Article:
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I just failed electrical inspection because my #6 ground wire was taped green and was told it needs to be solid green insulation. After reading 200.6 I see that the grounded conductor (Neutral) needs to have outer sheath permanently marked. Is he correct?
 

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I just failed electrical inspection because my #6 ground wire was taped green and was told it needs to be solid green insulation. After reading 200.6 I see that the grounded conductor (Neutral) needs to have outer sheath permanently marked. Is he correct?
What are you wiring?
Are you running cable or individual conductors?

Edit: The ground (EGC) and neutral are two separate conductors.
 

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Take a utility knife and strip off the insulation. Inspector wont know.

If I was him I would let it slide, but they always go after the little things:rolleyes:
 

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Discussion Starter · #7 ·
meadow said:
Take a utility knife and strip off the insulation. Inspector wont know. If I was him I would let it slide, but they always go after the little things:rolleyes:
I was thinking of that or even but splicing both ends :) he also got me for not bringing EGC through both transfer switches continuously
 

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I was thinking of that or even but splicing both ends :) he also got me for not bringing EGC through both transfer switches continuously
:laughing: As long as its bonded who cares. Sounds like an anul inspector. What he doesn't know wont hurt:whistling2:
 

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backstay said:
EGC? Grounding Electrode Conductor? Did he give you a code ref, if not I don't respond.
EGC and GEC have different rules.
 

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A GEC cant have any splices unless its an irreversible weld/crimp... in lay mans terms that means a continuous wire from panel to rode/water bond.
 

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A GEC cant have any splices unless its an irreversible weld/crimp... in lay mans terms that means a continuous wire from panel to rode/water bond.
I splice them with a crimp a lot. Take a situation where the GEC is sized correctly when I do a panel change, but it only has one rod. I set another rod and crimp a wire to the original GEC.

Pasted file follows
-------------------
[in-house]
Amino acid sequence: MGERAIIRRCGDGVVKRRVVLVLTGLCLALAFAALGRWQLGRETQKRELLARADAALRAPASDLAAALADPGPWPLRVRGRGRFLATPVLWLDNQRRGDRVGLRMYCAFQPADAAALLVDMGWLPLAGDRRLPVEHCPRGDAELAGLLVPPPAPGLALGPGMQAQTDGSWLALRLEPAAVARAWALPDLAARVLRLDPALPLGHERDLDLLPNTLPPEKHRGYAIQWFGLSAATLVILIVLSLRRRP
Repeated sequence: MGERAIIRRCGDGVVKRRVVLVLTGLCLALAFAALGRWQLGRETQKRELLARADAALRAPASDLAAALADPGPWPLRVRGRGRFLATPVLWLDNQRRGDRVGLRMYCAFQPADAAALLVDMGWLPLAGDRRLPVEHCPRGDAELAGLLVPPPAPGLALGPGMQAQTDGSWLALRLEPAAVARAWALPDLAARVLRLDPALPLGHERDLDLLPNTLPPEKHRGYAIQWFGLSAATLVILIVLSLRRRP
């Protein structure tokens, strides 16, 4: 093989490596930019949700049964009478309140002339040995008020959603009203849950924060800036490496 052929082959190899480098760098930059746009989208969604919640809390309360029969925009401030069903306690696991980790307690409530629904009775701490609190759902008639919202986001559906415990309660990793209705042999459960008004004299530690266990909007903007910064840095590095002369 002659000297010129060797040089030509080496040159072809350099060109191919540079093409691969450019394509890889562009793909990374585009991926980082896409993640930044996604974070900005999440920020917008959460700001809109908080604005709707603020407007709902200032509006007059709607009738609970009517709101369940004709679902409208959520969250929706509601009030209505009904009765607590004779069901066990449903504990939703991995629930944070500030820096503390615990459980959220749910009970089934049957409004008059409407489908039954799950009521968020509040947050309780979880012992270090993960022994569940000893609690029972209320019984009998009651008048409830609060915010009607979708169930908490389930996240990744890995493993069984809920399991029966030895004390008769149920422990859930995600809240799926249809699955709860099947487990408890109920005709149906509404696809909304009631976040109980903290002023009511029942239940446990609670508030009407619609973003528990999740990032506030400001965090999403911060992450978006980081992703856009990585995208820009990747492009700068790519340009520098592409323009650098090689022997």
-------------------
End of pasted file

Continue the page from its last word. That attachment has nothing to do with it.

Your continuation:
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I splice them with a crimp a lot. Take a situation where the GEC is sized correctly when I do a panel change, but it only has one rod. I set another rod and crimp a wire to the original GEC.

Not saying you cant but in a new install its easier to just avoid it as much as you can. Kind of like splices in a panel.

And not all crimps are rated as irreversible, correct? Ive always thought all were rated like that but I don't know.
 

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Not saying you cant but in a new install its easier to just avoid it as much as you can. Kind of like splices in a panel.

And not all crimps are rated as irreversible, correct? Ive always thought all were rated like that but I don't know.
I use these.
  • E-Z-Ground® connectors are designed for direct burial and offer a safe, efficient alternative to exothermic welding products.


http://www.tnb.com/ps/fulltilt/index.cgi?part=BC202

 

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A GEC cant have any splices unless its an irreversible weld/crimp... in lay mans terms that means a continuous wire from panel to rode/water bond.
There's more to it.

The GEC would be the conductor going from the panel to the water pipe. But you can splice on another conductor to go from there to the rods, and that does not have to be irreversible because it's a bonding jumper and not a GEC.

The same with 2 panels, you can splice onto the GEC going into one panel with a non-irreversible splice to bring the bonding jumper into the second panel.
 

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There's more to it.

The GEC would be the conductor going from the panel to the water pipe. But you can splice on another conductor to go from there to the rods, and that does not have to be irreversible because it's a bonding jumper and not a GEC.

The same with 2 panels, you can splice onto the GEC going into one panel with a non-irreversible splice to bring the bonding jumper into the second panel.
And if the water pipe is plastic? Then I can skip the GEC?
 
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